The set of devices available within a zone is restricted to prevent a process in one zone from interfering with processes running in other zones. For example, a process in a zone cannot modify kernel memory or modify the contents of the root disk. Thus, by default, only certain pseudo-devices that are considered safe for use in a zone are available. Additional devices can be made available within specific zones be using the zonecfg utility.
The devfs file system described in the devfs(7FS) man page is used by the Solaris system to manage /devices. Each element in this namespace represents the physical path to a hardware device, pseudo-device, or nexus device. The namespace is a reflection of the device tree. As such, the file system is populated by a hierarchy of directories and device special files.
The /dev file hierarchy, which is today part of the / (root) file system, consists of symbolic links, or logical paths, to the physical paths present in /devices. Applications reference the logical path to a device presented in /dev. The /dev file system is loopback-mounted into the zone using a read-only mount.
The /dev file hierarchy is managed by a system comprised of the components in the following list:
devfsadm (see the devfsadm(1M) man page)
syseventd (see the syseventd(1M) man page)
libdevinfo device information library (see the libdevinfo(3LIB) man page)
devinfo driver (see the devinfo(7D) man page)
Reconfiguration Coordination Manager (RCM) (see Reconfiguration Coordination Manager (RCM) Script Overview in System Administration Guide: Devices and File Systems)
Subsystems that rely on /devices path names are not able to run in non-global zones until /dev path names are established.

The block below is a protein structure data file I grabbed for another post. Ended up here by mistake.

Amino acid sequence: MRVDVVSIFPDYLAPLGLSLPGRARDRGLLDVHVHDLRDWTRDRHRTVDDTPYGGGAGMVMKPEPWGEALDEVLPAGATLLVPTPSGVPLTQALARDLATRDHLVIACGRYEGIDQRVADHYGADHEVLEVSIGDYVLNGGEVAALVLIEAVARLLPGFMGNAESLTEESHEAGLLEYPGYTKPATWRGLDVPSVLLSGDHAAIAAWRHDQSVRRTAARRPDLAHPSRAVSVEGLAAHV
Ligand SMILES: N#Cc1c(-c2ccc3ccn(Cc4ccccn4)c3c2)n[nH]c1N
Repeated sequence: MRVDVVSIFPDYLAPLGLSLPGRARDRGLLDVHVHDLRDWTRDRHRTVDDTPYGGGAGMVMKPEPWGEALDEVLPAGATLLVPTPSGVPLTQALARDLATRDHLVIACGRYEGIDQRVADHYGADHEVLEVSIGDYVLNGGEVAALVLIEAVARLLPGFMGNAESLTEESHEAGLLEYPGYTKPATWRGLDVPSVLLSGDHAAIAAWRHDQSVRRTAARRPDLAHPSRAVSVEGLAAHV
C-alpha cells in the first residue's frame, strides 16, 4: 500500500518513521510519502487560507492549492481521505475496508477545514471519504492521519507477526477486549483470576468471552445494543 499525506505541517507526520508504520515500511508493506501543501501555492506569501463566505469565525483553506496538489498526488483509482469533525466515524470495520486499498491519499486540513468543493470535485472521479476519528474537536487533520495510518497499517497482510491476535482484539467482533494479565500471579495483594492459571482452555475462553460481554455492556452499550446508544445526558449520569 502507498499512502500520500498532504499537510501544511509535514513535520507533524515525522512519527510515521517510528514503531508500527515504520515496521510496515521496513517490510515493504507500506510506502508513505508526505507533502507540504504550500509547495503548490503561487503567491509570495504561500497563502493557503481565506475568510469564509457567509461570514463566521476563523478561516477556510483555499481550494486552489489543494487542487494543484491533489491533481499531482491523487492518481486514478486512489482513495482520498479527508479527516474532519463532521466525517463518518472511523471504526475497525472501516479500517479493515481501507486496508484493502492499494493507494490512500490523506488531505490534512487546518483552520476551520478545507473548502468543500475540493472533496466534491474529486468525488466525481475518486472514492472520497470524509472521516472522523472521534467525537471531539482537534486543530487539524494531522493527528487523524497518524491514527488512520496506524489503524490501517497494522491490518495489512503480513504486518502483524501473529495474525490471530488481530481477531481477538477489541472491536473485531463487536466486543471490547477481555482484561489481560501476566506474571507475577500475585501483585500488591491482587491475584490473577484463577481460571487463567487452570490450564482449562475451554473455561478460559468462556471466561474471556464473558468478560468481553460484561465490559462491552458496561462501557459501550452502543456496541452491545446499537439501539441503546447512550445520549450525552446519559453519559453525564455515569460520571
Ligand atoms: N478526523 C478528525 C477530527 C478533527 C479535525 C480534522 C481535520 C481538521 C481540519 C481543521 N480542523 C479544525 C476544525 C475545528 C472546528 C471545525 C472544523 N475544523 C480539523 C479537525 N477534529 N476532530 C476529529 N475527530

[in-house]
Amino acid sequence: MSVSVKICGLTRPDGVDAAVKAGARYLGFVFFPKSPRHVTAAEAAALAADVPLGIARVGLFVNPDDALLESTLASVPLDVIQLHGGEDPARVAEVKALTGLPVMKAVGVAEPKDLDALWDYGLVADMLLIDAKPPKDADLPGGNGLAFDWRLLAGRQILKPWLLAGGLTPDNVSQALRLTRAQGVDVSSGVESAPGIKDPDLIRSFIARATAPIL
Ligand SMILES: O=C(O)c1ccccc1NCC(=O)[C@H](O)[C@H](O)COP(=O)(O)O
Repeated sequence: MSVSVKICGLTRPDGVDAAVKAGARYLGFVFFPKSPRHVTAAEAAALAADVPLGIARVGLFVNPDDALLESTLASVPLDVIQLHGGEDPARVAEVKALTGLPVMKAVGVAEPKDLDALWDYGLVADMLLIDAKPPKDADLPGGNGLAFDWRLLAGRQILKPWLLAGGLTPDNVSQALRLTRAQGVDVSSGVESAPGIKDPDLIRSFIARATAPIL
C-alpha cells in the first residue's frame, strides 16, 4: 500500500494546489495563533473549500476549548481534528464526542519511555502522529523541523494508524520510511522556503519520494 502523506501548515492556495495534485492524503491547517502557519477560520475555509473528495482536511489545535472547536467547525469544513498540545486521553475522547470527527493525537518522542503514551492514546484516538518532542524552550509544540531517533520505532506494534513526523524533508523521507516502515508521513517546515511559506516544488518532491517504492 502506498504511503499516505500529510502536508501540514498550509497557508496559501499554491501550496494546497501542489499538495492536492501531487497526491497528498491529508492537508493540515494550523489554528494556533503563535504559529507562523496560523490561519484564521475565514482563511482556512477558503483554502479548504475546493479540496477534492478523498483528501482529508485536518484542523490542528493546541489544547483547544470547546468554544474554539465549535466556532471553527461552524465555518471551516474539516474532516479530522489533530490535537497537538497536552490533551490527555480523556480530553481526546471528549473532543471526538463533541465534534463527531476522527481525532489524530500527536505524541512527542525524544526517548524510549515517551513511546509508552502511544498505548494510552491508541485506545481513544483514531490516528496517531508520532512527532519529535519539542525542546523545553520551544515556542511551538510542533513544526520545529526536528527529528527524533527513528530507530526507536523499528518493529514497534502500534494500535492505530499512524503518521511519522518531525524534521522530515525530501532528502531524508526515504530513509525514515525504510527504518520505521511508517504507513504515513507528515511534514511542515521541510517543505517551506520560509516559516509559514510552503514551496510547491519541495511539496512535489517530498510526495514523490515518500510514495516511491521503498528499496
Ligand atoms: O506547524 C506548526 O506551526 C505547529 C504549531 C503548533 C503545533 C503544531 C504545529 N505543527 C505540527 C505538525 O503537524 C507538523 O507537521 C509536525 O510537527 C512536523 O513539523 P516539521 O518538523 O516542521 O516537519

You might have devices that you want to assign to specific zones. Allowing unprivileged users to access block devices could permit those devices to be used to cause system panic, bus resets, or other adverse effects. Before making such assignments, consider the following issues:
Before assigning a SCSI tape device to a specific zone, consult the sgen(7D) man page.
Placing a physical device into more than one zone can create a covert channel between zones. Global zone applications that use such a device risk the possibility of compromised data or data corruption by a non-global zone.
In a non-global zone, you can use the modinfo command described in the modinfo(1M) man page to examine the list of loaded kernel modules.
Most operations concerning kernel, device, and platform management will not work inside a non-global zone because modifying platform hardware configurations violates the zone security model. These operations include the following:
Adding and removing drivers
Explicitly loading and unloading kernel modules
Initiating dynamic reconfiguration (DR) operations
Using facilities that affect the state of the physical platform
The following utilities do not work in a zone because they rely on devices that are not normally available:
cdrecord (See the man page in the /usr/share/man/man1 directory. )
cdrw (see the cdrw(1) man page)
rmformat (see the rmformat(1) man page)
add_drv (see the add_drv(1M) man page)
disks (see the disks(1M) man page)
prtconf (see the prtconf(1M) man page)
prtdiag (see the prtdiag(1M) man page)
rem_drv (see the rem_drv(1M) man page)